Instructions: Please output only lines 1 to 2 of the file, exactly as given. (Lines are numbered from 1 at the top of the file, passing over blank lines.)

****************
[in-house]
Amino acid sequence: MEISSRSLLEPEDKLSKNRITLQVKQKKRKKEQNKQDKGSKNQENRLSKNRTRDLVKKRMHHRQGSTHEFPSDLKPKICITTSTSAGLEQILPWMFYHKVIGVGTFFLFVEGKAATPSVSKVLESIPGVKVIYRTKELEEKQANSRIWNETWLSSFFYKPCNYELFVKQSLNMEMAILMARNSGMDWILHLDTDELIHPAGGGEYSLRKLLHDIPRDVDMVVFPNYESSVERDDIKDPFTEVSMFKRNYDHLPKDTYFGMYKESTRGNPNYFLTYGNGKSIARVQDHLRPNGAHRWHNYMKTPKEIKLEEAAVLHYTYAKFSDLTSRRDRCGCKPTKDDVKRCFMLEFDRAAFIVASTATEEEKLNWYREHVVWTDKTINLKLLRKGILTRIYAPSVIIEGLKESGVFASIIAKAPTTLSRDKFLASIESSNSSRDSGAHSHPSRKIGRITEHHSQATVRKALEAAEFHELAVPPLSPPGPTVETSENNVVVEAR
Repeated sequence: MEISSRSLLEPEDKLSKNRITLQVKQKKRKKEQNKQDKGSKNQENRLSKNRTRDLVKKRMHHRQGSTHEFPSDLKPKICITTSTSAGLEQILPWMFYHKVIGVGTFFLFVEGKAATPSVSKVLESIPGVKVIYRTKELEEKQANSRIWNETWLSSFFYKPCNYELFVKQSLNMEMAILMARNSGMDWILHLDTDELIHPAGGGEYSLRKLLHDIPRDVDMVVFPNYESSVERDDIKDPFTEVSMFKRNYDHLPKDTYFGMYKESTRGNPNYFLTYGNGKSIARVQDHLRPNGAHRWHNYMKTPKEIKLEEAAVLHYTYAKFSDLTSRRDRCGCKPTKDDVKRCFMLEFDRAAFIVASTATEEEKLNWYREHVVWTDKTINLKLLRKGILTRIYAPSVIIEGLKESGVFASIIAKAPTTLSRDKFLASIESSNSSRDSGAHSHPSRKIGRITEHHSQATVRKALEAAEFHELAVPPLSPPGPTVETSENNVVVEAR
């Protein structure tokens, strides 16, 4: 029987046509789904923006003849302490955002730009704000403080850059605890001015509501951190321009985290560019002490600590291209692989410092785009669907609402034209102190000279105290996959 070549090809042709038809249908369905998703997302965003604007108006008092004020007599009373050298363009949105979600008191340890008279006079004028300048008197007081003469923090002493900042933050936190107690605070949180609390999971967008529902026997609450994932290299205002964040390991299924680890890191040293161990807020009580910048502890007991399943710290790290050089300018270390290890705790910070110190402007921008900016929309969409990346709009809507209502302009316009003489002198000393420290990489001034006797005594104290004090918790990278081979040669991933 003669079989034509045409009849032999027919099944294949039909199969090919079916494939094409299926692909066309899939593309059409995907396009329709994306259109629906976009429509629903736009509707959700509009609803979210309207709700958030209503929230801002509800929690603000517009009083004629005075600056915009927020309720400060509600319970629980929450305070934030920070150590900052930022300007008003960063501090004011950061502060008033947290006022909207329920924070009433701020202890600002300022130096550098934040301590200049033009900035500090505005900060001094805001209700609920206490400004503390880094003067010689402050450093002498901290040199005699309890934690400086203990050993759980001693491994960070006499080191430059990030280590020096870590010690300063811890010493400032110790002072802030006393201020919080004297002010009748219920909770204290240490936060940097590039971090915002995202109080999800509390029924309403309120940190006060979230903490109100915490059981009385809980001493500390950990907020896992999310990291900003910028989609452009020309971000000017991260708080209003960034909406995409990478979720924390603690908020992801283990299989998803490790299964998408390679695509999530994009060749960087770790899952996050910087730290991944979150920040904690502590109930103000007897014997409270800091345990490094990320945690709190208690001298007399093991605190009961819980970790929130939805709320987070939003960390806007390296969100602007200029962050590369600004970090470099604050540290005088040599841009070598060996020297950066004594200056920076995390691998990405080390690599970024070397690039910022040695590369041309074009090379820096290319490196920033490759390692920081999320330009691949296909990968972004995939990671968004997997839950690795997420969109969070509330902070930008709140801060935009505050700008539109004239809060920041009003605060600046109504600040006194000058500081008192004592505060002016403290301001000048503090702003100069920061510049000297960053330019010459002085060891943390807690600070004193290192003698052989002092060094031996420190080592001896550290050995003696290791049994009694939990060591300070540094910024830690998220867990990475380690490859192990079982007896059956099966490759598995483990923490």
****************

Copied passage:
[in-house]
Amino acid sequence: MEISSRSLLEPEDKLSKNRITLQVKQKKRKKEQNKQDKGSKNQENRLSKNRTRDLVKKRMHHRQGSTHEFPSDLKPKICITTSTSAGLEQILPWMFYHKVIGVGTFFLFVEGKAATPSVSKVLESIPGVKVIYRTKELEEKQANSRIWNETWLSSFFYKPCNYELFVKQSLNMEMAILMARNSGMDWILHLDTDELIHPAGGGEYSLRKLLHDIPRDVDMVVFPNYESSVERDDIKDPFTEVSMFKRNYDHLPKDTYFGMYKESTRGNPNYFLTYGNGKSIARVQDHLRPNGAHRWHNYMKTPKEIKLEEAAVLHYTYAKFSDLTSRRDRCGCKPTKDDVKRCFMLEFDRAAFIVASTATEEEKLNWYREHVVWTDKTINLKLLRKGILTRIYAPSVIIEGLKESGVFASIIAKAPTTLSRDKFLASIESSNSSRDSGAHSHPSRKIGRITEHHSQATVRKALEAAEFHELAVPPLSPPGPTVETSENNVVVEAR